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Watch Monitors Stress Levels

Watch Monitors Stress Levels
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New technology monitors autonomic nervous system, identifying changes and soothing its wearer.

John Pugh, BI
  • 28 october 2012

If you’re stressed, you’re not alone — according to Robert Goldberg, co-founder of Neumitra, over 40 million Americans have been diagnosed with clinical anxiety and 200,000 prescriptions are written every year for sedative drugs. The “stress epidemic” is also more deadly than American warfare, claiming more members of the armed forces who suffer from PTSD than combat each year. While the solution seems as simple as reducing stress, that’s often not an option and many times we can be under stress without realizing it.

Five neuroscientists from MIT, who certainly are no strangers to stress and anxiety, used their knowledge of how stress affects the body to create a prototype wrist watch called Bandu, which has sensors that monitor output from the autonomic nervous system (perspiration, respiration and heart rate) and movement to determine when an individual is experiencing heightened levels of anxiety. When Bandu detects bodily stress, it flashes a message that instructs wearers to slow down and take a break, suggesting actions such as “call a loved one” or “take 5 deep breaths.” It can also be customized to play a specific song or display a personal message. All of this information is monitored and recorded onto an associated app on your smartphone, as well as being sent to the creator’s lab, Neumitra. Over time, the watch will sense which relaxation techniques work best for the individual and better its responses.

To clarify, there are many types of stress and to an extent, stress is good for us. It motivates people to do things and can save lives in a  fight-or-flight situation. Many business professionals feed off of stress and report that they work better with it; however, only temporary stress is healthy. Long-term stress shrinks the hippocampus in the brain and enlarges the amygdala, restricts blood flow to the body’s core, away from its extremities and reeks havoc on the immune system. Stress also begins to erode both long and short-term memory, attention to detail and overall health.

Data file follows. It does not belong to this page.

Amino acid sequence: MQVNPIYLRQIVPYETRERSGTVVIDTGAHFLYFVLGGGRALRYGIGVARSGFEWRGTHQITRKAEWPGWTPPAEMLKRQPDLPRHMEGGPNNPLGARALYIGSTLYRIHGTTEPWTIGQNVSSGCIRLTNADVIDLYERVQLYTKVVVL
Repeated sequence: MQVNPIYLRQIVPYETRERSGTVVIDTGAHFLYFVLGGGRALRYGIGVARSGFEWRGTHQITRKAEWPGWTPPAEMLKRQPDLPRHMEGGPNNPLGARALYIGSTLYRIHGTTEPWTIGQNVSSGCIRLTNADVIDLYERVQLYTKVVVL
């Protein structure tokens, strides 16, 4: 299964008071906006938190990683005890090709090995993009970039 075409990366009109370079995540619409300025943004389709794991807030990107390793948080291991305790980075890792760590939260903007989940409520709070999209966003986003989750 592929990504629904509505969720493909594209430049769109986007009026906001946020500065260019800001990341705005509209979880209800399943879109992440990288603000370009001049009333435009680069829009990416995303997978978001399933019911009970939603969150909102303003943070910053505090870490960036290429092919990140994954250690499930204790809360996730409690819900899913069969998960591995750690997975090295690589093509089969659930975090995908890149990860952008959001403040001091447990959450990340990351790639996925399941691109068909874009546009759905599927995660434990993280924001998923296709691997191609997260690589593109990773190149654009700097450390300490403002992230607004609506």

Neumitra hopes that Bandu can help the collective good, learning  more about what triggers stress and effective calming methods, as well as bodily responses. Goldberg stressed that device will remain a separate entity from the body, so that users can personally monitor and control their actions and responses, using it as a daily device. The app stores the user’s output records, as well as the controls for messages, music, and feedback. It even uses GPS to track geographically where people were stressed and allows them to draw their own conclusions about the significance of the location.

Bandu has already secured seed money from Yahoo and Boston Scientific, as well as winning the DEMO God award at the DEMO Conference and is participating in Rock Health, a first seed accelerator for digital start-ups. Neumitra is holding a fundraising campaign on IndieGoGo for an initial goal of $250,000 for its first production round. Those interested can donate to the cause and even receive a device at and above the $189 mark.

Bandu

Images via Vimeo (screenshots)

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